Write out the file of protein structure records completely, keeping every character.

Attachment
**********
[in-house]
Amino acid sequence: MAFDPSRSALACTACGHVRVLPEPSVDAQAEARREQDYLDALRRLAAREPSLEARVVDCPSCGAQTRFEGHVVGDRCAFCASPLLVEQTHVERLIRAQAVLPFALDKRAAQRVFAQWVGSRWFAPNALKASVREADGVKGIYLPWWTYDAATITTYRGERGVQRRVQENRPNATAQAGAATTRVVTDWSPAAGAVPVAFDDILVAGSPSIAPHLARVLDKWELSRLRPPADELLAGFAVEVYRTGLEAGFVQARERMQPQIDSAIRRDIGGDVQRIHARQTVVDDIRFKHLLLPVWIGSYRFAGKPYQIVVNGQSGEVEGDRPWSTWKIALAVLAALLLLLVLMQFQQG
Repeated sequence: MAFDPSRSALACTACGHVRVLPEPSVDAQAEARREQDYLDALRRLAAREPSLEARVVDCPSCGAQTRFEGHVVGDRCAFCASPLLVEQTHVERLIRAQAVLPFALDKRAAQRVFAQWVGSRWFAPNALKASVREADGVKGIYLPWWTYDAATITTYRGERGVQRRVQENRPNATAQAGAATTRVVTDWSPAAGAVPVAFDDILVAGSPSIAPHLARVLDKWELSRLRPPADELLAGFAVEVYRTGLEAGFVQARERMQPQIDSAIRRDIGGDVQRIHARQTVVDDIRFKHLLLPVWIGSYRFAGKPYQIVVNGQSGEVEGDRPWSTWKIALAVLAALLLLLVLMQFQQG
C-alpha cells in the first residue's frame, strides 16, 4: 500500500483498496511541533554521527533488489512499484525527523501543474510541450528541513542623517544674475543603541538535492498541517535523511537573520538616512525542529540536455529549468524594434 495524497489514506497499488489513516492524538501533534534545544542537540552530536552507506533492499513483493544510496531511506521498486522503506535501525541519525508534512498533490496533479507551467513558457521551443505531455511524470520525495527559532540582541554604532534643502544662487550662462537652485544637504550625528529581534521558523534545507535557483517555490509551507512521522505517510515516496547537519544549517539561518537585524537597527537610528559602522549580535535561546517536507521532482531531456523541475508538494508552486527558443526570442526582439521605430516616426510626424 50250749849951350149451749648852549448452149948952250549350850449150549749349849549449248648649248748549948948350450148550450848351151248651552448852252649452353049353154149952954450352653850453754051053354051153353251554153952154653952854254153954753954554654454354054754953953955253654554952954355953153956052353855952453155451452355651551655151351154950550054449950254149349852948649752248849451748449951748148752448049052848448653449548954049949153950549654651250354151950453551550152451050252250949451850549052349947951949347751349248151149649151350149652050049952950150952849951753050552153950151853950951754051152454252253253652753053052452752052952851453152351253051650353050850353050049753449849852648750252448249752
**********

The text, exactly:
[in-house]
Amino acid sequence: MAFDPSRSALACTACGHVRVLPEPSVDAQAEARREQDYLDALRRLAAREPSLEARVVDCPSCGAQTRFEGHVVGDRCAFCASPLLVEQTHVERLIRAQAVLPFALDKRAAQRVFAQWVGSRWFAPNALKASVREADGVKGIYLPWWTYDAATITTYRGERGVQRRVQENRPNATAQAGAATTRVVTDWSPAAGAVPVAFDDILVAGSPSIAPHLARVLDKWELSRLRPPADELLAGFAVEVYRTGLEAGFVQARERMQPQIDSAIRRDIGGDVQRIHARQTVVDDIRFKHLLLPVWIGSYRFAGKPYQIVVNGQSGEVEGDRPWSTWKIALAVLAALLLLLVLMQFQQG
Repeated sequence: MAFDPSRSALACTACGHVRVLPEPSVDAQAEARREQDYLDALRRLAAREPSLEARVVDCPSCGAQTRFEGHVVGDRCAFCASPLLVEQTHVERLIRAQAVLPFALDKRAAQRVFAQWVGSRWFAPNALKASVREADGVKGIYLPWWTYDAATITTYRGERGVQRRVQENRPNATAQAGAATTRVVTDWSPAAGAVPVAFDDILVAGSPSIAPHLARVLDKWELSRLRPPADELLAGFAVEVYRTGLEAGFVQARERMQPQIDSAIRRDIGGDVQRIHARQTVVDDIRFKHLLLPVWIGSYRFAGKPYQIVVNGQSGEVEGDRPWSTWKIALAVLAALLLLLVLMQFQQG
C-alpha cells in the first residue's frame, strides 16, 4: 500500500483498496511541533554521527533488489512499484525527523501543474510541450528541513542623517544674475543603541538535492498541517535523511537573520538616512525542529540536455529549468524594434 495524497489514506497499488489513516492524538501533534534545544542537540552530536552507506533492499513483493544510496531511506521498486522503506535501525541519525508534512498533490496533479507551467513558457521551443505531455511524470520525495527559532540582541554604532534643502544662487550662462537652485544637504550625528529581534521558523534545507535557483517555490509551507512521522505517510515516496547537519544549517539561518537585524537597527537610528559602522549580535535561546517536507521532482531531456523541475508538494508552486527558443526570442526582439521605430516616426510626424 50250749849951350149451749648852549448452149948952250549350850449150549749349849549449248648649248748549948948350450148550450848351151248651552448852252649452353049353154149952954450352653850453754051053354051153353251554153952154653952854254153954753954554654454354054754953953955253654554952954355953153956052353855952453155451452355651551655151351154950550054449950254149349852948649752248849451748449951748148752448049052848448653449548954049949153950549654651250354151950453551550152451050252250949451850549052349947951949347751349248151149649151350149652050049952950150952849951753050552153950151853950951754051152454252253253652753053052452752052952851453152351253051650353050850353050049753449849852648750252448249752